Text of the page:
Following up on my posts about bin hokers and plate hokers, my latest encounter has been with a remarkably verbose drunken lady. Sitting down on a park bench to eat our ice-creams (oh, I love you Berlin, and all your ice cream shops), Jackson and I were approached by a lady dressed in pastel colours and dream catcher earrings. She immediately picked up that we weren’t German and switched to fluent English, this despite the smell of Aldi’s cheapest wine and the type of spirits sold in those miniature bottles, flowing off her breath. Coupled with the collection of bags that she’d dumped on a bench nearby, a gentrified conversation didn’t appear too promising, but – never judge a book by it’s cover. Our newest acquaintance had more than enough sharp observations of the differences in mentality across Germany. The Berlinerish ‘Landkreig’ (no one ever, ever gives way on pavements or opens the door if you are coming through), the peering through curtains and judgement of neighbours, compared to the more open and easy-going manner of Hanseatic area. Of course, living in Berlin one soon appreciates that ‘God knows everything, but the neighbours know more‘.

UPDATE: Jackson just reminded me of the strange joke the lady made about Jackson speaking ‘Egg speech’. Somehow she moved from Ireland-isch, to Eier-landisch, to Egg speech. It does actually make sense: eier means ‘eggs’ in German; but our new linguist found the joke immensly funny for far longer than is usual. 

I’m never sure if people I meet on the streets, who clearly display signs of alcoholism, madness (who are we to judge?), and general dirtiness, spin out embellished stories, or do tell the truth. The lady in the park had, accordingly, sailed around the world many times, and was an accomplished yachtswoman. I’m leaning on the side of believing her, and why not?

Later that day I also had an impromptu conversation with an old Vietnamese man. I was buying Summer Rolls on the spur of the moment on my way home, and the restaurateur started talking to me. I told him I’d visited Vietnam a few years ago, which is where my love of Summer Rolls started. He, in turn, told me his story (which was certainly more interesting than my love of Asian food) of arriving in West Germany decades ago, as a guest student. Apparently after the Berlin wall was erected, and then when the war in Vietnam ended, Gastarbeiters and students from the north of Vietnam were invited to Eastern Germany (the communist connection), and many students were invited from the south of Vietnam into Western Germany. The restaurateur had been an electrical engineer for many years, before starting a restaurant with his wife. I think being a foreigner in Berlin, and recognisably so (I lack the required accent), has made me somehow more susceptible to being approached by many characters wanting to tell their own story. In the true sense of narrative history, everyone has a story to tell, but often no one takes the time to hear. My new friend also gave me some fortune cookie so I’d “know what’s going to happen later”. I opened mine up at home the paper strip read “You will have success on Thursday“. But it was Thursday! So have I already had my success for the day, was it to come in the remaining 3 hours, or come next Thursday? Or on another Thursday, ten years away? Tell me for certain!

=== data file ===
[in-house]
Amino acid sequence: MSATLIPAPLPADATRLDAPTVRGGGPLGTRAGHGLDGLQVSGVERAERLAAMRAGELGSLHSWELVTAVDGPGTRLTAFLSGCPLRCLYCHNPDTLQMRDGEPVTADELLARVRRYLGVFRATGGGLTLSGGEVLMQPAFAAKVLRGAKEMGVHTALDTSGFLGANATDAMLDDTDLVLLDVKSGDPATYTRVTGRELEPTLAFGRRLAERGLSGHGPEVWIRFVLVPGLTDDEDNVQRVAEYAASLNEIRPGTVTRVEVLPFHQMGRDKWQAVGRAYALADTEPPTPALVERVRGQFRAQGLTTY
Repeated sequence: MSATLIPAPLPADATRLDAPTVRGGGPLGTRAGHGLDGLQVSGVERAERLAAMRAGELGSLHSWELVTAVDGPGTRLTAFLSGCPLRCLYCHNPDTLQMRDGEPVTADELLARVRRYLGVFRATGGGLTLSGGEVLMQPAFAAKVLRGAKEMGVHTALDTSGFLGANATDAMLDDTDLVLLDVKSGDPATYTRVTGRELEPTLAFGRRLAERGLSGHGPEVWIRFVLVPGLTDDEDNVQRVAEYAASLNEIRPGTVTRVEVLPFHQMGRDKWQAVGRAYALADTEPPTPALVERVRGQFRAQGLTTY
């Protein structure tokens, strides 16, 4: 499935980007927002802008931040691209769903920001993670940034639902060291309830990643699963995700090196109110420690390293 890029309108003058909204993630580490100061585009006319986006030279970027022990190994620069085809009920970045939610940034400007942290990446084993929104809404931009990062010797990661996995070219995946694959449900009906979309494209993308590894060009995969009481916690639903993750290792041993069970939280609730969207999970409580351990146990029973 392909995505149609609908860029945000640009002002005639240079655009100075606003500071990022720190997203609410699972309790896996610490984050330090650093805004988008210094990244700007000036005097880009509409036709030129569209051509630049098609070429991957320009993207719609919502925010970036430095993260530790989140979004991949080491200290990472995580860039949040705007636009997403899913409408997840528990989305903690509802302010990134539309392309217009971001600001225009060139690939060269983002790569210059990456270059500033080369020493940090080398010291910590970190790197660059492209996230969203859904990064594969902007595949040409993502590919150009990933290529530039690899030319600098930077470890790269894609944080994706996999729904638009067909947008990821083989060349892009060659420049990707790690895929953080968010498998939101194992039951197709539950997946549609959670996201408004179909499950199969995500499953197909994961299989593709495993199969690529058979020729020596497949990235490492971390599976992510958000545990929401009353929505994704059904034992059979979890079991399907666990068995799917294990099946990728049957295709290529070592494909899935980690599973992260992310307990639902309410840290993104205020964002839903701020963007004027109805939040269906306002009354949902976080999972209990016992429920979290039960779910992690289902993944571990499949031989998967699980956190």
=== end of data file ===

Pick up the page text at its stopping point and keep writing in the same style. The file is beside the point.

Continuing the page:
Or maybe my success is linked to this:

Another reason why I love Berlin is the chance to meet Daniel Brühl, the face of Berlin, on the U-bahn. I’m 99% certain it was him, and 1% certain it was a spitting-image copy, but as I went down the steps at Potsdamer Platz, he was coming up. It was actually a second or so afterwards that I realized that I might have unknowingly experienced a star-sighting. Oh, missed opportunity! Actually, our eyes did meet….sadly, nothing else did.